President Trump has stopped new enrollments in the Deferred Action for Arrivals program, refereed to as DACA.

PHOENIX — The Arizona Board of Regents on Thursday unanimously voted to expand access to a tuition rate paid by immigrants who are living in the country illegally but graduated from Arizona high schools.

The change will save eligible students thousands of dollars in tuition starting this school year.

The regents eliminated the requirement that a student be “lawfully present” in Arizona to be eligible for a discounted rate, extending that rate to all undocumented students, even those who are not DACA recipients. It is effective immediately and students who have already paid the higher rate can check with their school’s bursar’s office about the new tuition rates.

“We want to make clear that all students who graduate from an Arizona high school, within the parameters of this policy, are eligible for this non-subsidized rate,” ABOR Executive Director John Arnold said during the meeting at the Fulton Center on Arizona State University’s campus.

The three public universities have allowed students from Arizona in the Deferred Action for Childhood Arrivals program to pay tuition that’s 50% higher than in-state students but lower than out-of-state and international students. DACA recipients are those immigrants brought to the United States as children who were granted exemptions from deportation under the Obama administration. President Trump has stopped new enrollments in the program.

“This is a permanent change,” Arnold said. “Of course, as federal law changes we may have to adjust the policy according to changes in state or federal law. But the way it’s structured now will carry us through until there is outside action.”

The ABOR policy to offer undocumented students a 150% tuition rate over in-state costs took effect during the fall 2015 semester.

DACA students from Arizona had for a while been eligible for in-state tuition but an Arizona Supreme Court ruling last year said it was illegal to allow those in the DACA program to pay the same tuition as other state residents.

The lower tuition rates also apply to legal U.S. residents who graduated from Arizona high schools but moved away, losing their status as Arizona residents before returning to college.

At the University of Arizona, 60 students are paying the discounted tuition rates afforded to DACA recipients for this upcoming semester, which starts Monday. Officials said a full-time student at that rate would pay nearly $18,000 for the year. Out-of-state undergraduate tuition runs around $36,000 at the UA.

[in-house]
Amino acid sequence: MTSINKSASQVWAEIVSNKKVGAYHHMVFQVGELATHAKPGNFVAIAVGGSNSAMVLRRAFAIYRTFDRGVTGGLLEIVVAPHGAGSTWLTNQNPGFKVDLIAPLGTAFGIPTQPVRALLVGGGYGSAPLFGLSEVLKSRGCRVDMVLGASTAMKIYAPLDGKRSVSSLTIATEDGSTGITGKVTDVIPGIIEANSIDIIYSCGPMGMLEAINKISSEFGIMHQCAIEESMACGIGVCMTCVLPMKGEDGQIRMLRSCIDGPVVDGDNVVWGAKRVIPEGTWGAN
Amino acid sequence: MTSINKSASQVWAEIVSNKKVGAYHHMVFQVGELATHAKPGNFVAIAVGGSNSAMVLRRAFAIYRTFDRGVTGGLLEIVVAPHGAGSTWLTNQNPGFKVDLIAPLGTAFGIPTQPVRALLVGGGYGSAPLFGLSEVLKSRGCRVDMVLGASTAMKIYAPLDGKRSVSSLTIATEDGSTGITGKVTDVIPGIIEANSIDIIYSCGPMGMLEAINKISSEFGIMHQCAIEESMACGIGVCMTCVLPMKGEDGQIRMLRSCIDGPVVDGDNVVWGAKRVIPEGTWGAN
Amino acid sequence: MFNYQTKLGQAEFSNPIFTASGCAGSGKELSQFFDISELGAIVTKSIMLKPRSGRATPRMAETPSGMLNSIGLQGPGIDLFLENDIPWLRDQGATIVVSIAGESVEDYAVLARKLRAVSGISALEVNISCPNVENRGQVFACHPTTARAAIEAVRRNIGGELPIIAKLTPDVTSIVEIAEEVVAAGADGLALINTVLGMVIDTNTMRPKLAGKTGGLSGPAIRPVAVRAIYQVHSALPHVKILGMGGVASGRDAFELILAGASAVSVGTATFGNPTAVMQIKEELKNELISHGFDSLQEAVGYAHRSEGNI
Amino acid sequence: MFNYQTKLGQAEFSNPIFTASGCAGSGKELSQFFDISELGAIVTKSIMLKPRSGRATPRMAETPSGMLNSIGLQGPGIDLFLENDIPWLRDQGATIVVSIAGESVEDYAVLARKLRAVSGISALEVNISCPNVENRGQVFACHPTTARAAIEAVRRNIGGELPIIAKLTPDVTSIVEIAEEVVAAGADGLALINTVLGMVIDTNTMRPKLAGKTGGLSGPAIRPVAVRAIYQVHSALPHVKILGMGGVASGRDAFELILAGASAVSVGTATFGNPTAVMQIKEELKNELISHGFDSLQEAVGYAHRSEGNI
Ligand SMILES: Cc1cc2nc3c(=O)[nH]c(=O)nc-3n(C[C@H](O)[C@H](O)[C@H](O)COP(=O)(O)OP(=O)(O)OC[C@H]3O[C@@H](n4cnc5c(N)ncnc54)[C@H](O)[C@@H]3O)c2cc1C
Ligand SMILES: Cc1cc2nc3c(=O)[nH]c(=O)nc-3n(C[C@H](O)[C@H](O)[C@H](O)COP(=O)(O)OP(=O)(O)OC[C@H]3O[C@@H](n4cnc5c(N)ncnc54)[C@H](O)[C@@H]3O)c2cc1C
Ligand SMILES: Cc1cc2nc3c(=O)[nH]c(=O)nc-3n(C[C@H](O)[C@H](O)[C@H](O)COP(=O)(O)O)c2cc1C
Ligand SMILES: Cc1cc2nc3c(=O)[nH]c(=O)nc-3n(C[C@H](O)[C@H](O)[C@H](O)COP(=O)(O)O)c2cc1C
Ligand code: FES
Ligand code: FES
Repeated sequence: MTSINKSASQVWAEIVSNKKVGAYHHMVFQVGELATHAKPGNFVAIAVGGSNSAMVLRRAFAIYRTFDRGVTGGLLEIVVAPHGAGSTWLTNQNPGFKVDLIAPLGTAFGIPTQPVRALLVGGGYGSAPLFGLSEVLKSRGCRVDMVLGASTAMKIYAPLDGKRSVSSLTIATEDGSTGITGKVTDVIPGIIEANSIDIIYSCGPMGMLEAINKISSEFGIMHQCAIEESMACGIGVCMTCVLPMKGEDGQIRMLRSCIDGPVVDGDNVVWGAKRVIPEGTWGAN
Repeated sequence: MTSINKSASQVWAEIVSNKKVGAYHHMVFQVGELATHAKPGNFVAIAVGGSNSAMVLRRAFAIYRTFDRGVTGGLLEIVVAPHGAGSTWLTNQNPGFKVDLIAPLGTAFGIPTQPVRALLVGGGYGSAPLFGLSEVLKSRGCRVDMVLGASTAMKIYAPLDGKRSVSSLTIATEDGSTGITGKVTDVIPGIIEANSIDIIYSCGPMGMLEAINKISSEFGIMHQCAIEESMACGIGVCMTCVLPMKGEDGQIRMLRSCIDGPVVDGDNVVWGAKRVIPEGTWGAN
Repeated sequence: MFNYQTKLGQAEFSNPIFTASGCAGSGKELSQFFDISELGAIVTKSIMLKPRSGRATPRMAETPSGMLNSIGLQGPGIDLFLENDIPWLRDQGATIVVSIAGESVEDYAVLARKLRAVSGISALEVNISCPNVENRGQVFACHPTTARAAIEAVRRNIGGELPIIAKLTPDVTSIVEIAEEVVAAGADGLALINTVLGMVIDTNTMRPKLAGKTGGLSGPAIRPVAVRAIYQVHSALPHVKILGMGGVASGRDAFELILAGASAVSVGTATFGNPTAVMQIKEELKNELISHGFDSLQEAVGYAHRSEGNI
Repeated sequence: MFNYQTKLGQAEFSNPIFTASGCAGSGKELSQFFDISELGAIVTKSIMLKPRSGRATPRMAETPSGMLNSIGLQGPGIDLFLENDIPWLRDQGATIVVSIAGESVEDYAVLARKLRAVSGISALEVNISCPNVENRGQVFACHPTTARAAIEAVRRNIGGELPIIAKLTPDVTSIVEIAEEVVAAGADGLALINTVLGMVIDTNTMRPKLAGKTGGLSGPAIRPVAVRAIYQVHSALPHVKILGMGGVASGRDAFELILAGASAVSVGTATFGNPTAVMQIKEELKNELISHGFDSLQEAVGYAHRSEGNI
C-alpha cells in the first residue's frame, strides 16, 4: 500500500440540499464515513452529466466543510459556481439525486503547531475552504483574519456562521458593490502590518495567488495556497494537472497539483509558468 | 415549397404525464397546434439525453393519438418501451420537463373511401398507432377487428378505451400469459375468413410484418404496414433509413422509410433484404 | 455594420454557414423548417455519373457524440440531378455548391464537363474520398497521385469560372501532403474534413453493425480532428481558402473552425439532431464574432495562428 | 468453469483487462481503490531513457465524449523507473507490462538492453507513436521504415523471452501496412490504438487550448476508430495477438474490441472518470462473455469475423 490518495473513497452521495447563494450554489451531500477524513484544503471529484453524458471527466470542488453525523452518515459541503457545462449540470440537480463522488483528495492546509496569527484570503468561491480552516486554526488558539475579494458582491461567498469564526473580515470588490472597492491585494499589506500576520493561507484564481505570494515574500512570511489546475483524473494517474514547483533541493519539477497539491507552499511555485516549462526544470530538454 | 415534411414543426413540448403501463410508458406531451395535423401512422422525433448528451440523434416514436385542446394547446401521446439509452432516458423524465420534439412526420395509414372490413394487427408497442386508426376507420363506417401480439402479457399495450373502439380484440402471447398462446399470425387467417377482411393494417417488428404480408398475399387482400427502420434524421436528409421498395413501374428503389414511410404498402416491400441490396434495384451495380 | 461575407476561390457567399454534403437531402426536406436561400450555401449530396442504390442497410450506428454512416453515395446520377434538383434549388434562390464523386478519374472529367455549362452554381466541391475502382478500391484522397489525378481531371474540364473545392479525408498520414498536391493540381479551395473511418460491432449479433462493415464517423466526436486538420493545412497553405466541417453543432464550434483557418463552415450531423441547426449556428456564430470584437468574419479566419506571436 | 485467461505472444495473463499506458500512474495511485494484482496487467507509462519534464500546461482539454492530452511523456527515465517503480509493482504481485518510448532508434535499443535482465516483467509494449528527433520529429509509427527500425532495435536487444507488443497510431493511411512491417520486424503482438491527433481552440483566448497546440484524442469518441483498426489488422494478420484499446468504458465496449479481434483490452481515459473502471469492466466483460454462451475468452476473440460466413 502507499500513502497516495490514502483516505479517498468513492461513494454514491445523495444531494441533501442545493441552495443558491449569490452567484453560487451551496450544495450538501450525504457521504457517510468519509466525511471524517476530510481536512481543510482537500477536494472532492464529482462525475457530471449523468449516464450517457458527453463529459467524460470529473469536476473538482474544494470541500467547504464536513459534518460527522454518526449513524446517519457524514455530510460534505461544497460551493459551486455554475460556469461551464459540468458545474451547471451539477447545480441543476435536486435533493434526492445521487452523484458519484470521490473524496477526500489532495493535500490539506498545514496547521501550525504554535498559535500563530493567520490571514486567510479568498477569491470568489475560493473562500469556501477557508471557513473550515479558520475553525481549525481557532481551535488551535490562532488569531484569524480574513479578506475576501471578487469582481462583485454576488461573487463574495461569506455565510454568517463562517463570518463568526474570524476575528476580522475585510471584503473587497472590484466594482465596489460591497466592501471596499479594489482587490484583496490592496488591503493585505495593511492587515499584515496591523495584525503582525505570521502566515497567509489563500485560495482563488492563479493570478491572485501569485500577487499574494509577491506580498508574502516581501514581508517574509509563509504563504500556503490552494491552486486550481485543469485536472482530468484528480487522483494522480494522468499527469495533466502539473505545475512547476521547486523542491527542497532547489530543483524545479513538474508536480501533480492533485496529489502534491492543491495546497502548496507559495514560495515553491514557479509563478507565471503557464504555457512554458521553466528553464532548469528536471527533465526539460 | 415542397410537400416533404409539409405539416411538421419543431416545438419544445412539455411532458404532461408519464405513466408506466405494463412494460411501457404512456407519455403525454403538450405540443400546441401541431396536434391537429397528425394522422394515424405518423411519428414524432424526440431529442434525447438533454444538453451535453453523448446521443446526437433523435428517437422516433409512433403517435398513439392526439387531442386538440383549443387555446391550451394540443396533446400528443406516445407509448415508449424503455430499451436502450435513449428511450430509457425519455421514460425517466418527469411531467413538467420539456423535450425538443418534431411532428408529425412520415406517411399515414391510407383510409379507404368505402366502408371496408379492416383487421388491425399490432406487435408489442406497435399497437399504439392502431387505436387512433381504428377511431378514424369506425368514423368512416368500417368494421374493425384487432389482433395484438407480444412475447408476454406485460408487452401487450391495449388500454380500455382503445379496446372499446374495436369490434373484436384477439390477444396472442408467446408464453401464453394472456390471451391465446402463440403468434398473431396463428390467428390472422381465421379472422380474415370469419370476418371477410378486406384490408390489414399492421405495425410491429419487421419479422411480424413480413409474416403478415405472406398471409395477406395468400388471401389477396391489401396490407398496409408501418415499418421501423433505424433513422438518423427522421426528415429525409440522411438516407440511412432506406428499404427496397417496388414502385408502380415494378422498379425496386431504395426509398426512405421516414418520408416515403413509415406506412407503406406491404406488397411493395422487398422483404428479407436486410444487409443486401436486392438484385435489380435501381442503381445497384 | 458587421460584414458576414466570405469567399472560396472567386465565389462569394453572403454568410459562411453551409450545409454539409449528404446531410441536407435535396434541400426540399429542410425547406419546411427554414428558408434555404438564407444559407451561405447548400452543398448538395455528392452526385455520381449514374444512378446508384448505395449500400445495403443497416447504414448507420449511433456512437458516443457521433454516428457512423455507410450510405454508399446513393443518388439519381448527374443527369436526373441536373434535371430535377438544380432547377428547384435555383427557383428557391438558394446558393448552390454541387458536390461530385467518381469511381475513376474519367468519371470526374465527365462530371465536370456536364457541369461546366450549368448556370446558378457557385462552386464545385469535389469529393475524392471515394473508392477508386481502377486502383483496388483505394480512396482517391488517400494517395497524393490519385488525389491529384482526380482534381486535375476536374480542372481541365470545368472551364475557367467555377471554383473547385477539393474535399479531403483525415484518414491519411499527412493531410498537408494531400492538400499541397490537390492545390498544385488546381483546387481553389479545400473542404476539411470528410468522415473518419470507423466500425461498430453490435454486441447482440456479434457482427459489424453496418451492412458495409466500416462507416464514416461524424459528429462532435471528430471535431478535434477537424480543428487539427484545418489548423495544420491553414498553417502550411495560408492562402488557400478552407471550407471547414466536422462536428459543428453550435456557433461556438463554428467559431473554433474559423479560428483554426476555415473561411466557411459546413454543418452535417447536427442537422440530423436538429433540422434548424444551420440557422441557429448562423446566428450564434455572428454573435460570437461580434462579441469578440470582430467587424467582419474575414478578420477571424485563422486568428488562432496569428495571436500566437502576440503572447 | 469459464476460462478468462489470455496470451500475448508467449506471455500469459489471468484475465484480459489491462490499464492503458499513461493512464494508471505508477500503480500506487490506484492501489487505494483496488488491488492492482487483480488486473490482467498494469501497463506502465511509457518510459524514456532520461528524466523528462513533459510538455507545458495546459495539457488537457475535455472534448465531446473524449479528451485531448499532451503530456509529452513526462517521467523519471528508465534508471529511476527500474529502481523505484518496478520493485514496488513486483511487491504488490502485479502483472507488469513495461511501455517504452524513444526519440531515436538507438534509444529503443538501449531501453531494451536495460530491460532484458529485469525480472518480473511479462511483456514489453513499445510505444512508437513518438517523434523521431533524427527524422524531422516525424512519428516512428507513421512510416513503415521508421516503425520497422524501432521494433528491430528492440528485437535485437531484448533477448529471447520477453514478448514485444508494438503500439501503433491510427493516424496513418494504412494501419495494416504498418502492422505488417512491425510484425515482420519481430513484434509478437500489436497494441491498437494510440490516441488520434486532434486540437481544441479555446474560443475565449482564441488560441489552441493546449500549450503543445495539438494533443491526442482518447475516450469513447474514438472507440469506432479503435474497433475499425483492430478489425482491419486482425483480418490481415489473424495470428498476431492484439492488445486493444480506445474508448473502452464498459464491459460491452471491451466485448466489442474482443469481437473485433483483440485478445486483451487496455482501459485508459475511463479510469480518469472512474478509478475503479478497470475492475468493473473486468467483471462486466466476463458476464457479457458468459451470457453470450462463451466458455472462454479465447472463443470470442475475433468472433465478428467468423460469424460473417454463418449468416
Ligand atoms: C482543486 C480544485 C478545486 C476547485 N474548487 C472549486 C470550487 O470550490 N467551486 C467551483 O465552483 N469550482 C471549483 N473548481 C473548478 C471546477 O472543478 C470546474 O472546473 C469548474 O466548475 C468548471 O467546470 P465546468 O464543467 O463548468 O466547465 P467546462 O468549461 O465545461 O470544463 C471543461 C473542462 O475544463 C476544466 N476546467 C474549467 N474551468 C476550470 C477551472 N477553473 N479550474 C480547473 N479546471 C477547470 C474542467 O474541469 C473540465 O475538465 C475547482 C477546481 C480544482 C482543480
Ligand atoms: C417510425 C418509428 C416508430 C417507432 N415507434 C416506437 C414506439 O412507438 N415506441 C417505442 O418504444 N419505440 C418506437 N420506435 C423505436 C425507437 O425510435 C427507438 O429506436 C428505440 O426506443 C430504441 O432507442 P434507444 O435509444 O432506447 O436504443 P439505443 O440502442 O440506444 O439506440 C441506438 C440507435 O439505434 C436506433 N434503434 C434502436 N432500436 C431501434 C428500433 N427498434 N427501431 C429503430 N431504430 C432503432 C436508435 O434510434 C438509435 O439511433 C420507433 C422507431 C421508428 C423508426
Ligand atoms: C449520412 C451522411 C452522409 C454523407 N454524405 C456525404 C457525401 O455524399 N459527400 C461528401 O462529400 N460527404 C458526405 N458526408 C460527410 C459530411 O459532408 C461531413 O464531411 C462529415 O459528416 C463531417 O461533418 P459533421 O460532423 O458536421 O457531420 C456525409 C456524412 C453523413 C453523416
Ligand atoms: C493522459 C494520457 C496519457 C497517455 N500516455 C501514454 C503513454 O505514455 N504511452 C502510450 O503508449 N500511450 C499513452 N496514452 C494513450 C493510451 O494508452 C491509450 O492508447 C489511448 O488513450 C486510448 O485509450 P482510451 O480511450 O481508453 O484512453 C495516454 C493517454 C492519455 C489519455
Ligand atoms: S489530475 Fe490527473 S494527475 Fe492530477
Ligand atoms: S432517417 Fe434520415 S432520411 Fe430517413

The number of students utilizing the rate during the spring 2019 semester was 329 at Arizona State University and six at Northern Arizona University.

Officials do not have an estimate of how many students they expect to receive the discounted rate in the future as a result of Thursday’s change.

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ABOR chairman Larry Penley said the change is “all about the future of Arizona.” He likened it to the state’s goal of reaching a 60% post-secondary education rate for Arizona adults by 2030.

“We have a responsibility in this state to educate as many people as we can,” Penley said. “It is essential that we increase the number of people who complete our high schools, go on to some sort of postsecondary education and are successful in doing so.”

Thursday’s change does not affect the community college level, where colleges are not allowed to offer in-state tuition thanks to the Arizona Supreme Court ruling last year.

At Pima Community College, those students are charged a non-resident, out-of-state rate, which typically costs $306 per in-classroom credit hour, or $216 per online credit hour, officials said. The number of DACA students has dropped from 171 in the fall 2017 to 64 students in the spring 2019, officials said.

Several other UA-related items were also approved unanimously by the board on Thursday, including:

  • The approvals of Lisa Rulney as the school’s CFO and senior vice president of business affairs, and Liesl Folks as senior vice president for academic affairs and provost. Both began their roles in July. Their additions were announced in May. Rulney’s salary is $450,000 a year; Folks’ salary is $460,000 a year.
  • An amended lease to cover a $3.3 million increase in construction, design and scope costs for the creation of the UA’s Mineral Museum at the Old Pima County Courthouse. The museum has committed to funding the increase with $3.3 million in gifts. Should the costs increase, the museum said it would fund the project with additional gifts or by selling “redundant mineral specimens.”

Contact reporter Justin Sayers at or 573-4192. Twitter: @_JustinSayers. Facebook: JustinSSayers.


Justin, a UA graduate, covers local government, focusing on Marana, Oro Valley and the Arizona Board of Regents. He previously worked at the Louisville Courier Journal, Arizona Republic and Hartford Courant and has received multiple awards.